There is a lot of turbulence in the used vehicle market, and a wrong purchase can end up costing a dealership dearly.
spoke to Emile Streicher of Bakkie World in Klerksdorp about his reading of the used vehicle market, especially at a dealership that focuses mainly on South Africans’ preferred way of transport – bakkies.
“It is a fine art to find the right product at the right price, especially bakkies that are in constant demand. The circumstances with lockdown and the subsequent stock shortages had us shifting our focus away from ‘only bakkies’, and we are now selling any kind of vehicle for the foreseeable future.
“The lockdown has seen used stock dry up, especially after some factories had to close and have since been slow to supply parts and fully built-up vehicles. This has seen the price of used vehicles shoot up, with some dealers paying more than retail for their used stock.
“It creates all sorts of problems making used cars very expensive, eating away at profitability and forcing salespeople to stretch finance options to make a deal happen. The uncertainty around when the situation will stabilise may have caught some dealers of guard. It could leave them with expensive stock that will be more difficult to move,” says Emile.
Emile reckons normality is still months away, with some sense of normality only expected in 2022.
“Any other crisis limiting stock will have serious consequences. We are however thankful and optimistic about business, and local conditions in North West seem to be heading in the right direction.”
“At this stage, our bakkie ratio to other vehicles does not reflect our name, but like I mentioned early on, we have to do what it takes to make business work. These days you have to run your used vehicle dealership like a tight ship. At Bakkie World we have a total staff complement of eight people and everyone helps where help is needed.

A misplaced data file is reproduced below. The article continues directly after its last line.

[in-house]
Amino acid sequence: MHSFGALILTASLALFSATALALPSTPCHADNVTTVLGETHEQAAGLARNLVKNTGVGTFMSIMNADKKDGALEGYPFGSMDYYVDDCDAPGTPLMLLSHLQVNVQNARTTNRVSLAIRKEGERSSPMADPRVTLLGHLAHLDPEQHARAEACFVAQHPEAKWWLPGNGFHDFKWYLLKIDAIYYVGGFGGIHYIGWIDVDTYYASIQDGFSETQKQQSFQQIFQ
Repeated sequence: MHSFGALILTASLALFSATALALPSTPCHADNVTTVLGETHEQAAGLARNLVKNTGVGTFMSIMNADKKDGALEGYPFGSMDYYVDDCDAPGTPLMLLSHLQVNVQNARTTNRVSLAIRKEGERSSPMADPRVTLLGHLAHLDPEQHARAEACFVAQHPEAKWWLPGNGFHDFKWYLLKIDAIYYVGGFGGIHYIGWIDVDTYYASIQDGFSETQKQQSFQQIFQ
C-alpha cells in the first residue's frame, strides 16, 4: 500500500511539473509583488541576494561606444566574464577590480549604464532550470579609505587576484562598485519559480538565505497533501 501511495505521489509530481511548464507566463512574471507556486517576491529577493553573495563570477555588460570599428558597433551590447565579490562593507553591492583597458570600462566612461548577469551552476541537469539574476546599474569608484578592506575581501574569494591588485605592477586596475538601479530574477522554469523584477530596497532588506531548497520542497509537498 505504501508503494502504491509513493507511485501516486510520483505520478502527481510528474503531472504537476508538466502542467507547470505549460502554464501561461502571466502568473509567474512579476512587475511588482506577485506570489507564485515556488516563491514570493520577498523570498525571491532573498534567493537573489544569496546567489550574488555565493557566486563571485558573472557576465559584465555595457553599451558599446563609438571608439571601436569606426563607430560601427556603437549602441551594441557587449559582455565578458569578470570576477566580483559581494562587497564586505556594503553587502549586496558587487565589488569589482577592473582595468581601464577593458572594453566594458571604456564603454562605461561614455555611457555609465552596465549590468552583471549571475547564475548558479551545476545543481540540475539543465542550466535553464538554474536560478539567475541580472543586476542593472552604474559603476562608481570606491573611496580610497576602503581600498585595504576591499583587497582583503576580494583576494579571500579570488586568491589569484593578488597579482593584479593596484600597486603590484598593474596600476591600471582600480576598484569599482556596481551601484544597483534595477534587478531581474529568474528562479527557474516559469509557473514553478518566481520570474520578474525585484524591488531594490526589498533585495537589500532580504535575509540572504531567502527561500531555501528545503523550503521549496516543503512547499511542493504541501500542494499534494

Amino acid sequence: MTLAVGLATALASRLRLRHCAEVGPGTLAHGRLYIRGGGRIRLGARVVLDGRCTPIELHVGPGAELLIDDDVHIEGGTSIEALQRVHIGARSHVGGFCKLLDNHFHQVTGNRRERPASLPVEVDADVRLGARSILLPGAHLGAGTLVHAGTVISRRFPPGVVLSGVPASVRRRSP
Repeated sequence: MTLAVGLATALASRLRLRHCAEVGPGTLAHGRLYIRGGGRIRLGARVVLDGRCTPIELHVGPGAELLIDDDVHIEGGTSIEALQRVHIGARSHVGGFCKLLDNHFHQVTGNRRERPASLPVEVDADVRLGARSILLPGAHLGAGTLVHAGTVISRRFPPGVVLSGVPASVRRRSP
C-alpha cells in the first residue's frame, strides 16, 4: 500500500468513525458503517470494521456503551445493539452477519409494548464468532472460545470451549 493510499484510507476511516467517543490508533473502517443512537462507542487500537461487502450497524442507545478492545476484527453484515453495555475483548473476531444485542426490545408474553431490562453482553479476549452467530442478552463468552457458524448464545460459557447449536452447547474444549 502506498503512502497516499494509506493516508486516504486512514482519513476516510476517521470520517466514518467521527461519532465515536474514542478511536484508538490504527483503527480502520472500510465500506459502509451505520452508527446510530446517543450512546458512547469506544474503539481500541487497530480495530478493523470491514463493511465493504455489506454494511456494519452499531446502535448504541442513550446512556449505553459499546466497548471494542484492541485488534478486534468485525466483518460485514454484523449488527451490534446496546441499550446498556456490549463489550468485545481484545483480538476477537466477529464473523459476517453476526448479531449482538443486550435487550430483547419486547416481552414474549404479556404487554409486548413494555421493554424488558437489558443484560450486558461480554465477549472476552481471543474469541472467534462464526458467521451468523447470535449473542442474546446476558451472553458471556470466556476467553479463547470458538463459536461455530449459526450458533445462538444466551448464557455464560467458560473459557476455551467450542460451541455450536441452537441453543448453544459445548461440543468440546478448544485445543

“We are now in our ninth year of business and it took hard work to build up a business through all its highs and lows. Arriving at work at 7 am and only locking up after 7 pm is nothing new to me. Our motto is ‘enter as a stranger, leave as a friend’. The truth of this motto is, do everything to retain customers. Each transaction counts, and client satisfaction and customer service will lead to repeat business,” Emile tells Dealerfloor.
Asked about the original intention of focusing on bakkies, Emile says South Africans’ love affair with bakkies is for everyone to see. “Bakkies’ popularity has been on the rise for years now. Our road conditions are a sure contributing factor as well as the practicality and the outdoor lifestyle. The same goes for SUVs that have replaced the traditional family sedan, according to him.”
“Hopefully not too long before we can put the bakkie back into Bakkie World, in the meantime we soldier on,” he concluded.
Despite the severe drought in large parts of the Karoo, the motor business in Graaff-Reinet is stepping up with more brands being represented in this part of the world.
If a pandemic and stock issues aren’t enough of a challenge, why not add a building project/dealership revamp/moving of facilities and getting a second dealership to full independent dealership status to a DP’s list of tasks.
Scott Auto Mazda in Bethlehem has a proud history that stretches back nearly 50 years, which makes them one of the best-known Mazda dealers in the Free State.